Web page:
Average teacher salaries nationwide are about $50,000, according to Rothstein -- slightly higher in California -- and as part of an earlier compromise, the teachers’ union allowed pre-tenure teachers to be more easily dismissed while reducing tenure from three years to two. Working around that can be difficult. The San Jose Unified School District tried to increase their tenure to the old three-year bar but were denied by the state Board of Education. But Rothstein, who has also studied the question of teacher evaluation in public schools, says there is more appetite for compromise than either side sometimes recognizes. And that it has to happen on a local level.
“One thing you see in almost all districts is seniority-based priority in terms of deciding where you are going to teach within a district,” he explains. “The teachers with the most seniority tend not to teach in the poorest, highest-minority schools. Which means those schools are stuck with the least experienced teachers and higher rates of turnover. That’s not because of state law but because of district policies that create those assignment rules.”
In his decision -- that challenged the statute that teacher layoffs be based on seniority (“Last In, First Out”); the numerous steps needed to fire a state teacher; and the Permanent Employment Statute (ie, teacher tenure) -- Judge Treu estimated that as many as 3% of California’s teacher were “grossly ineffective.” While Rothstein isn’t sure how he came up with that number, he knows where he got the language.
“‘Grossly ineffective’ is a term of art that the plaintiff’s lawyer invented; I’ve never heard it used before this case,” he says. “California has over 200,000 teachers. There is no conceivable world in which we have no grossly ineffective teachers in our schools. No one builds cars in which there is no defect in 200,000 cars; there’s just no process that guarantees perfection... I don’t think we’re doing the best job we possibly could; I think there is lots of room to improve.”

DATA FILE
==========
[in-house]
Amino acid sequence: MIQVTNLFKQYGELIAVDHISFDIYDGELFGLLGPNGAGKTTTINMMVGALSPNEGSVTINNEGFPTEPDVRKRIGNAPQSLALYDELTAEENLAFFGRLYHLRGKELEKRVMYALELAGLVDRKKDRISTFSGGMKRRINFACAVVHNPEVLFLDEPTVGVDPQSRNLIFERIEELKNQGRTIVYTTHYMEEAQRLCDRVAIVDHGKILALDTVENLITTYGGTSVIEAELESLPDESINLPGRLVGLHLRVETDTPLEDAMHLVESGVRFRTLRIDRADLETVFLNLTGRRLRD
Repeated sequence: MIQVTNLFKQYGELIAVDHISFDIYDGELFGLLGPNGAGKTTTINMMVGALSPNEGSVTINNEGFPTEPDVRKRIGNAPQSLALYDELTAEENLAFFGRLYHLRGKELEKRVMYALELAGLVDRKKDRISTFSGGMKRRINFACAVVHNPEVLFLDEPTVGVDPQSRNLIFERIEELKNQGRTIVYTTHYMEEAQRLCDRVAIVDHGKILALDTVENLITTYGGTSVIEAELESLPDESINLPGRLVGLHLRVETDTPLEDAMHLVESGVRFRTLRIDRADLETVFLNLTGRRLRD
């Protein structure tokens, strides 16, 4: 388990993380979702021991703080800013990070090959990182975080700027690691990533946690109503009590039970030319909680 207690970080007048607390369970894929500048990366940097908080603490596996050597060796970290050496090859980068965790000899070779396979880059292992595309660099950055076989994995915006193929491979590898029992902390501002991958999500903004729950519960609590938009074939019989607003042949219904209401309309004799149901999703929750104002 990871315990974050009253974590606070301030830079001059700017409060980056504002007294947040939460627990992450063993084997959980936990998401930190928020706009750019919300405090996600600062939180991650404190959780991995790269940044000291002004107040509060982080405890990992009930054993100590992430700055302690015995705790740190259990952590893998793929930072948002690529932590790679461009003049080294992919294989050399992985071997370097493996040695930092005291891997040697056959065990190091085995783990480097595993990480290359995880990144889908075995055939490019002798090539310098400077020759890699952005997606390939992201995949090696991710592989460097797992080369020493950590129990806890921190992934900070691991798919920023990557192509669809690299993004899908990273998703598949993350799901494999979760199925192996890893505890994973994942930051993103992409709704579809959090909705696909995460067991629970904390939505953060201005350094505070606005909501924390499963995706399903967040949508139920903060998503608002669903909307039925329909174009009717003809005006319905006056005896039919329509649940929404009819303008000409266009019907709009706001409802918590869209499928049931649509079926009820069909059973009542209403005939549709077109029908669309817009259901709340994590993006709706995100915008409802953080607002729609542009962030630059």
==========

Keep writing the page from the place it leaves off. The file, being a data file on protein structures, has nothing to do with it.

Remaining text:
Stanford’s Koski stands astride the battle line. “I’m at all ends of this because I represent kids in schools and I’ve seen a lot of bad administration decision making and teachers who are ineffective -- and then I’ve seen some teachers who are heroic,” he says. “My mom has been teaching special ed for 46 years, my dad teaches in an alternative school for kids who are disconnected from education, my brother is a principal – our family arguments are quite lively.” Maybe it’s because of that discourse that he can imagine several outcomes from yesterday’s decision, one more Kumbaya than the other.
“The hopeful scenario is that this will be a catalyst for bringing the two sides together – the so called reform side and the more traditional public school supporter, the Teachers Union side of things,” says Koski. “It would be good to have a meaningful conversation about what is the best way to attract and retain high quality teachers, particularly in low-income classrooms.
“My fear of course is that the opposite will happen, that this decision will further polarize what is already a super-heated debate. I’m not sure the day after [this decision] anybody is willing to come to the table and discuss this stuff.”